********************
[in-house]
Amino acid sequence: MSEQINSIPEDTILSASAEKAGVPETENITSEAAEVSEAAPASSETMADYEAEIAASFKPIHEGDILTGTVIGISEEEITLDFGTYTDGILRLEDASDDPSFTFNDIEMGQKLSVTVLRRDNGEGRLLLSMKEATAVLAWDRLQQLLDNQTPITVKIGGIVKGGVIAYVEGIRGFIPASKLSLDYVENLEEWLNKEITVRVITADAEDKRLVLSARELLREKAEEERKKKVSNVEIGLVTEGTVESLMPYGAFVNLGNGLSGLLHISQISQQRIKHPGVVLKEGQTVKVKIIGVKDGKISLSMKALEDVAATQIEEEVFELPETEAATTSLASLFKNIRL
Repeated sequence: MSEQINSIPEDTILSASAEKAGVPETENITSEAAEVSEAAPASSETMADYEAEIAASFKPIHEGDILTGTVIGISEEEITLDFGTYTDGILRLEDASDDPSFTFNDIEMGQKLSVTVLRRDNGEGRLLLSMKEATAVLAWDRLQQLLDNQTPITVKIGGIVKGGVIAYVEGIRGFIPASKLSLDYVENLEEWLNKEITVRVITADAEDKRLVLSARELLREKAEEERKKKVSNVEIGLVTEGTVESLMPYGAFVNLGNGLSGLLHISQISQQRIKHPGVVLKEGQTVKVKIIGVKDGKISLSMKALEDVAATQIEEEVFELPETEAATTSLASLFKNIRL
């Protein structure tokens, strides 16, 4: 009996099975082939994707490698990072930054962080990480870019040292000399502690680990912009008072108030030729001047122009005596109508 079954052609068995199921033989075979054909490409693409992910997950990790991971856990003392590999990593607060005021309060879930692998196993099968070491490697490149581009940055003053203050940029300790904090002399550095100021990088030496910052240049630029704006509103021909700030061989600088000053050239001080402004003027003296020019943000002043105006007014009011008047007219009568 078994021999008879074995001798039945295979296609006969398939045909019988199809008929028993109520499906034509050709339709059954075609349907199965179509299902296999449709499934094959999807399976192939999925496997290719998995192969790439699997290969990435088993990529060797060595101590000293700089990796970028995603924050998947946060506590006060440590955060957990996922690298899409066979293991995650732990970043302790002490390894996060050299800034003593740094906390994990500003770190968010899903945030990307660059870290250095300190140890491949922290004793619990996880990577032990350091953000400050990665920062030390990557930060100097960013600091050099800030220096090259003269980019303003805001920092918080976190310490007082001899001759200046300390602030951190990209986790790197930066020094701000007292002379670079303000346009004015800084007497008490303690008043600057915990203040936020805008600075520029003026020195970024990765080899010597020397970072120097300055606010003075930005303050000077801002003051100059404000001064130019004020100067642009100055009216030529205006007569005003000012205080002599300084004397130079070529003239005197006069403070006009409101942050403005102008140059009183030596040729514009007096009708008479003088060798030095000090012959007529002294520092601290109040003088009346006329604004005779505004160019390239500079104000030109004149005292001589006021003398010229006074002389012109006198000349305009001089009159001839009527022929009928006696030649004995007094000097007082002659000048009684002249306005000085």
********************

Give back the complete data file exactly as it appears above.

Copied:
[in-house]
Amino acid sequence: MSEQINSIPEDTILSASAEKAGVPETENITSEAAEVSEAAPASSETMADYEAEIAASFKPIHEGDILTGTVIGISEEEITLDFGTYTDGILRLEDASDDPSFTFNDIEMGQKLSVTVLRRDNGEGRLLLSMKEATAVLAWDRLQQLLDNQTPITVKIGGIVKGGVIAYVEGIRGFIPASKLSLDYVENLEEWLNKEITVRVITADAEDKRLVLSARELLREKAEEERKKKVSNVEIGLVTEGTVESLMPYGAFVNLGNGLSGLLHISQISQQRIKHPGVVLKEGQTVKVKIIGVKDGKISLSMKALEDVAATQIEEEVFELPETEAATTSLASLFKNIRL
Repeated sequence: MSEQINSIPEDTILSASAEKAGVPETENITSEAAEVSEAAPASSETMADYEAEIAASFKPIHEGDILTGTVIGISEEEITLDFGTYTDGILRLEDASDDPSFTFNDIEMGQKLSVTVLRRDNGEGRLLLSMKEATAVLAWDRLQQLLDNQTPITVKIGGIVKGGVIAYVEGIRGFIPASKLSLDYVENLEEWLNKEITVRVITADAEDKRLVLSARELLREKAEEERKKKVSNVEIGLVTEGTVESLMPYGAFVNLGNGLSGLLHISQISQQRIKHPGVVLKEGQTVKVKIIGVKDGKISLSMKALEDVAATQIEEEVFELPETEAATTSLASLFKNIRL
């Protein structure tokens, strides 16, 4: 009996099975082939994707490698990072930054962080990480870019040292000399502690680990912009008072108030030729001047122009005596109508 079954052609068995199921033989075979054909490409693409992910997950990790991971856990003392590999990593607060005021309060879930692998196993099968070491490697490149581009940055003053203050940029300790904090002399550095100021990088030496910052240049630029704006509103021909700030061989600088000053050239001080402004003027003296020019943000002043105006007014009011008047007219009568 078994021999008879074995001798039945295979296609006969398939045909019988199809008929028993109520499906034509050709339709059954075609349907199965179509299902296999449709499934094959999807399976192939999925496997290719998995192969790439699997290969990435088993990529060797060595101590000293700089990796970028995603924050998947946060506590006060440590955060957990996922690298899409066979293991995650732990970043302790002490390894996060050299800034003593740094906390994990500003770190968010899903945030990307660059870290250095300190140890491949922290004793619990996880990577032990350091953000400050990665920062030390990557930060100097960013600091050099800030220096090259003269980019303003805001920092918080976190310490007082001899001759200046300390602030951190990209986790790197930066020094701000007292002379670079303000346009004015800084007497008490303690008043600057915990203040936020805008600075520029003026020195970024990765080899010597020397970072120097300055606010003075930005303050000077801002003051100059404000001064130019004020100067642009100055009216030529205006007569005003000012205080002599300084004397130079070529003239005197006069403070006009409101942050403005102008140059009183030596040729514009007096009708008479003088060798030095000090012959007529002294520092601290109040003088009346006329604004005779505004160019390239500079104000030109004149005292001589006021003398010229006074002389012109006198000349305009001089009159001839009527022929009928006696030649004995007094000097007082002659000048009684002249306005000085």